Home' A Plus Magazine : March 2014 Contents NEWS
Material restatements affect
companies’ credibility – paper
Material restatements of earnings that involve
correcting accounting irregularities, lead to a
loss in company credibility with a decline in a
measure of investors’ response to earnings re-
ports lasting an average of nearly three years,
which is substantially longer than previously
documented, according to a research paper re-
leased last month. The study, by Xia Chen and
Qiang Cheng of Singapore Management Uni-
versity and Alvis K. Lo of Boston College, was
published in The Accounting Review.
IASB makes costs pledge
on lease accounting rules
International Accounting Standards Board Chair-
man Hans Hoogervorst said the costs of the con-
verged lease accounting standards, developed
with the Financial Accounting Standards Board
in the United States, would be kept to a mini-
mum. Bloomberg reported that Hoogervorst
told the Accounting Standards Board of Japan
last month that decisions had already been
made to reduce costs by excluding short-term
leases and most variable lease payments.
FAF contributes funds
to convergence projects
The Financial Accounting Foundation, which
oversees the Financial Accounting Standards
Board in the United States, announced last
month that it would contribute up to US$3 mil-
lion to the International Financial Reporting
Standards Foundation to help complete some
of their joint accounting standards convergence
projects, Accounting Today reported. The joint
projects involve accounting for revenue recogni-
tion, leasing, financial instruments and insurance.
Accountant glut prompts
skilled-migrant list rethink
Australia has too many unemployable ac-
counting graduates and the profession should
be struck off Australia’s priority list for skilled
migrants, the Department of Employment an-
nounced last month. “ Vacancy levels are now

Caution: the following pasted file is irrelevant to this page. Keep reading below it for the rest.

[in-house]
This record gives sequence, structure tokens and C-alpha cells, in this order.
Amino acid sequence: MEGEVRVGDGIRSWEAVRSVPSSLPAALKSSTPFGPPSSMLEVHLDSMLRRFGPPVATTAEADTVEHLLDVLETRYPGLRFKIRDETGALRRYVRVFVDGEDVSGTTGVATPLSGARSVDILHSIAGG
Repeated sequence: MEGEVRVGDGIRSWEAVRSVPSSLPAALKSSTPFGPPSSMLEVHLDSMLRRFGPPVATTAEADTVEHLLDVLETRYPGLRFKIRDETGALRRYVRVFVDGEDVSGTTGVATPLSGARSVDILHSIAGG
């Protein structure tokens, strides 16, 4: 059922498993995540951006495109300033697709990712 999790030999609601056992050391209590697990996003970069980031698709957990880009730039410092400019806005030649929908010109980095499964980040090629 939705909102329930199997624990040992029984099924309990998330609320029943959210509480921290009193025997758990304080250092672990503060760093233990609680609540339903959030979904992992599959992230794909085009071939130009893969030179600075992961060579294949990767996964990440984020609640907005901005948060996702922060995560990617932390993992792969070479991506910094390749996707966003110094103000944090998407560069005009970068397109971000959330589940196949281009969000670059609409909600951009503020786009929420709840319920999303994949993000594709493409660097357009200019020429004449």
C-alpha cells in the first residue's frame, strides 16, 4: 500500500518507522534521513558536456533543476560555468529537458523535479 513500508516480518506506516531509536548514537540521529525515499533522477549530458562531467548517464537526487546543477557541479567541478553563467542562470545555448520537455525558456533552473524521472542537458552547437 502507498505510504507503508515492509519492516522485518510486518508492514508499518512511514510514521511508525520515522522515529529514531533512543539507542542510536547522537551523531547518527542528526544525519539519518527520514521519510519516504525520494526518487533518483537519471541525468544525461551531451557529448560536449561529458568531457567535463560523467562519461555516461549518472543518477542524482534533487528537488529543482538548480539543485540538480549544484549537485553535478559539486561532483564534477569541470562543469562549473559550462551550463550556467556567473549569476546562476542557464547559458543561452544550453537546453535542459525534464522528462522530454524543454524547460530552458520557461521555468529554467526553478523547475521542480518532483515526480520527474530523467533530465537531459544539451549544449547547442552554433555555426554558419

at their lowest since the [job index] began in
2006 and there is no sign of an upturn,” the
department wrote in a submission to the gov-
ernment, The Australian reported.
SEC questions write-downs
on Exxon Mobil’s books
Competitors revalue shale gas properties
After several energy companies reduced the values of their natural-gas properties
in the United States over the past three years, the Securities and Exchange Com-
mission has asked Exxon Mobil Corporation why it has taken no write-downs on
its holdings despite a decline in prices.
The shale boom has caused an oversupply of gas in the U.S., pushing prices
dow n to about US$2 per million British thermal units, compared with US$5 in
June 2010 when Ex xon Mobil bought XTO Energy for US$25 billion.
The SEC, in its request for information, noted that Chief Executive Rex Til-
lerson said in 2012 that Exxon Mobil was making “no money” on shale gas. The
regulator asked whether the company had tested the value of its shale reser ves
and why it had taken no write-downs.
Exxon Mobil responded that it expected commodity prices to recover this
year, telling the SEC it did not test the value of its shale holdings in 2012 because
low prices made such an exercise unwarranted.
Under U.S. Generally Accepted Accounting Principles, Exxon Mobil does not
have to discount future cash flows when estimating its gas assets’ current value,
The Wall Street Journal noted. As long as the assets’ gross expected cash returns
exceed their current value, no w rite-dow n is required.
Oppenheimer & Co. A nalyst Fadel Gheit speculated that Tillerson is reluctant
to acknowledge that a write-down might be necessary, even though it could
reduce income taxes and make the company look more profitable. “[Tillerson]
doesn’t want to take the write-off on his watch,” Gheit told the Journal, adding
that Exxon Mobil has long resisted writing down the value of its assets.
BHP Billiton took a US$2.84 billion w rite-down on some of its U.S. shale-gas
properties in 2012.
HP says it found “major errors”
in Autonomy financial statements
Hewlett-Packard Co. announced last month that it had found major accounting er-
rors in an audit of the 2010 financial statements of Autonomy, the British software
maker the company bought for US$11 billion in October 2011.
The HP audit of the two largest Autonomy entities in the United Kingdom, con-
ducted by EY, found that Autonomy significantly inflated revenue for Autonomy
Systems in 2010 by booking deals that were unlikely to be paid for, booking deals
prematurely before they were closed, and claiming transactions where there were
no end customers.
As part of filing the British company ’s 2011 statements, HP said it had to refile
the statements for 2010 with significant reductions in revenue and profit. The
restatement lowered the 2010 revenue of Autonomy Systems, by 54 percent, or
£95 million, according to a filing with Companies House.
A spokesman for Autonomy ’s former management told the media that the re-
statements were trivial, “given the size of HP’s write-down,” and noted that many of
the adjustments were related to transfer pricing in a bid to lower company ’s tax bill.
8 March 2014
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